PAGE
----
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The Lute at the Court of Henry VIII 

The Lute Part XII

Unknown Man with Lute by Hans Holbein the younger (1497/8 – 1543), Berlin, Gemäldegalerie ~ American musicologist John Ward speculated that this might be Philip van Wilder, but David Van Edwards has cast doubt on this theory here. (click images to enlarge)

When Henry VIII (1491 – 1547) ascended to the throne of England in 1509, the lute did not play the prominent role in English society and culture it would come to hold by the end of the 16th century. In addition to his matrimonial activities, waging war in France, and reforming the church, it is well known that Henry VIII was an enthusiastic musician, and even composer. He invigorated and developed the musical aspects of life at the English court in the first half of the 16th century far beyond what they had been under previous English monarchs, employing dozens of musicians, including lutenists (or lewters, as they appear in contemporary account books).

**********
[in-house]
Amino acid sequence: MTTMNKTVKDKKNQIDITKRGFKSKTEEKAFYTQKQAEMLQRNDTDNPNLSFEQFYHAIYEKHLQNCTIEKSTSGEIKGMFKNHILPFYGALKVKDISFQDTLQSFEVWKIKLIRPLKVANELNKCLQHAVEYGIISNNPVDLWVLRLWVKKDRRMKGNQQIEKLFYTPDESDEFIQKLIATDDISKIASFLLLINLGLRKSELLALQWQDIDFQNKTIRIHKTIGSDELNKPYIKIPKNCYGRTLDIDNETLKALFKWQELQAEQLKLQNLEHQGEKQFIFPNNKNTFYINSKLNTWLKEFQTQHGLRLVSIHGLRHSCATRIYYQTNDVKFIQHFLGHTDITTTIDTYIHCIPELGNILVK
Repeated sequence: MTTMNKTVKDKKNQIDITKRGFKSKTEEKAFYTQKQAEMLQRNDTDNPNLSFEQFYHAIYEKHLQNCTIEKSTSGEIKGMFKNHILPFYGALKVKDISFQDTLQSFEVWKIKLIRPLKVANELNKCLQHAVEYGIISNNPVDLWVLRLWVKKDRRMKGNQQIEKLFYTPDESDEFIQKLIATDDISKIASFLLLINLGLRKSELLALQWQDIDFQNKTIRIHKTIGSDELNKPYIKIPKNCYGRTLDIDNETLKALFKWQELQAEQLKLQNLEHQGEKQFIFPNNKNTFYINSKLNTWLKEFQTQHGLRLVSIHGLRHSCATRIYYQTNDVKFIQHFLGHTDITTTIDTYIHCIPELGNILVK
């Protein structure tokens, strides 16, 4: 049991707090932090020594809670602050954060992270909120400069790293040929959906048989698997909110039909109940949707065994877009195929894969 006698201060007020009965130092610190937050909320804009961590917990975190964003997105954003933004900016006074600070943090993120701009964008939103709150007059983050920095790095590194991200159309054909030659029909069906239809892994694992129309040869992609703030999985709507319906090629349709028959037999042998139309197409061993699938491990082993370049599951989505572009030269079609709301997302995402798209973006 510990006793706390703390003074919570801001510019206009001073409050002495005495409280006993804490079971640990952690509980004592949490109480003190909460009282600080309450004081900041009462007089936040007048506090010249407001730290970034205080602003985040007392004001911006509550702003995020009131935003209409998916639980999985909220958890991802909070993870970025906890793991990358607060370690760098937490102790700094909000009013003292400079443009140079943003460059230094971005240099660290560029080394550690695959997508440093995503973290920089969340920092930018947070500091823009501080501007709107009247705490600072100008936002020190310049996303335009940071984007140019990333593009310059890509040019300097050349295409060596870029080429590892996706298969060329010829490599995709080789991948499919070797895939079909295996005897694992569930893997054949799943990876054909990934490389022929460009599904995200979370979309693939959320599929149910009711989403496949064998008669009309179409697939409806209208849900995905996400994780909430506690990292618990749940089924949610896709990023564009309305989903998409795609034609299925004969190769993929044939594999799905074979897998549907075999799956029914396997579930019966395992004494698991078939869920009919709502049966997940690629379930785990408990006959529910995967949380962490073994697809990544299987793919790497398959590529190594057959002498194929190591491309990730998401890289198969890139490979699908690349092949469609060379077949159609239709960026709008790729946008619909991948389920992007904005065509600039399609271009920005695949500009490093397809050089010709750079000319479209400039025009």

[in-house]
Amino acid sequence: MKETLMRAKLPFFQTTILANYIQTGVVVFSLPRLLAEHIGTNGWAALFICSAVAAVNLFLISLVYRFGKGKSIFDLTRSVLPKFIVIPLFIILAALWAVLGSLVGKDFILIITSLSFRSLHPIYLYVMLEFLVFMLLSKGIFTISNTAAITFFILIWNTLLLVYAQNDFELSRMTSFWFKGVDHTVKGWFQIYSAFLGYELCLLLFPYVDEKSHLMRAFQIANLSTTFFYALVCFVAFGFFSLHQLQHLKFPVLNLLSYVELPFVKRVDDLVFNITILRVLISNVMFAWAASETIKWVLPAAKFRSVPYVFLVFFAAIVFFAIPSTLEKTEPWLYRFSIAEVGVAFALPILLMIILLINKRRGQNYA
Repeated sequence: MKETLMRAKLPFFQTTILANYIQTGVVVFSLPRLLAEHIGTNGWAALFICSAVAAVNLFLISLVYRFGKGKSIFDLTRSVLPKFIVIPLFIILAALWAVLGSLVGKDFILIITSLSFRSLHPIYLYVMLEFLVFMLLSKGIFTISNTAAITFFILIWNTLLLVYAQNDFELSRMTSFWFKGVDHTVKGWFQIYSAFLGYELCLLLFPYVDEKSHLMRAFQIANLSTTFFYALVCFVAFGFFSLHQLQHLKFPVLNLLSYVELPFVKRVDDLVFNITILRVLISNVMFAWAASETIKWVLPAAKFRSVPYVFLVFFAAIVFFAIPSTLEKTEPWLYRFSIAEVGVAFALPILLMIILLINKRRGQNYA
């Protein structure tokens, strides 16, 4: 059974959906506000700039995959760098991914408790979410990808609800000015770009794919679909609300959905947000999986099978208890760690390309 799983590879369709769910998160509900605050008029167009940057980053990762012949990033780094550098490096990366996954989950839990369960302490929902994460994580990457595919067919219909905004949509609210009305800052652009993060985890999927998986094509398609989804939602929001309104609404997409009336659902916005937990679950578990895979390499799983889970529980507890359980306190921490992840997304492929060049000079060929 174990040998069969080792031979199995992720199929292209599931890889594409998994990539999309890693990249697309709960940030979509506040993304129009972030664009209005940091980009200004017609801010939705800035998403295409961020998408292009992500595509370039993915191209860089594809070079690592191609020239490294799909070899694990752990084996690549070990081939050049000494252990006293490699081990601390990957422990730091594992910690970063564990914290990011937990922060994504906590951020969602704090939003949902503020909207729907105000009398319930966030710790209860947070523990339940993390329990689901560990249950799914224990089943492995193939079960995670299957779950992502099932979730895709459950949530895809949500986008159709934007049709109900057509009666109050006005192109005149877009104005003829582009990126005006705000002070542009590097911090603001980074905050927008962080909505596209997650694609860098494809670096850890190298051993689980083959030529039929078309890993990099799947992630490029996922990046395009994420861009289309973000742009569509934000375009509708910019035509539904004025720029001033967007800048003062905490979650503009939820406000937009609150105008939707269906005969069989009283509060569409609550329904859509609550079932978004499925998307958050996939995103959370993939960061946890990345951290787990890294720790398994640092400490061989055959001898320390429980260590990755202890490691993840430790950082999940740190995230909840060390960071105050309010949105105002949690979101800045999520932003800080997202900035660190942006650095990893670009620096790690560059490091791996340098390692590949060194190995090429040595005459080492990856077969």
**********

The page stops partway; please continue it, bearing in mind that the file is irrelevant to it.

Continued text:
Before Henry VIII, the English court was still heavily influenced by Burgundian culture, and use of the harp superseded the lute there until the end of the 15th century. The lute rose to prominence in England by the second half of the 16th century, lagging behind much of the continent by a couple of generations.

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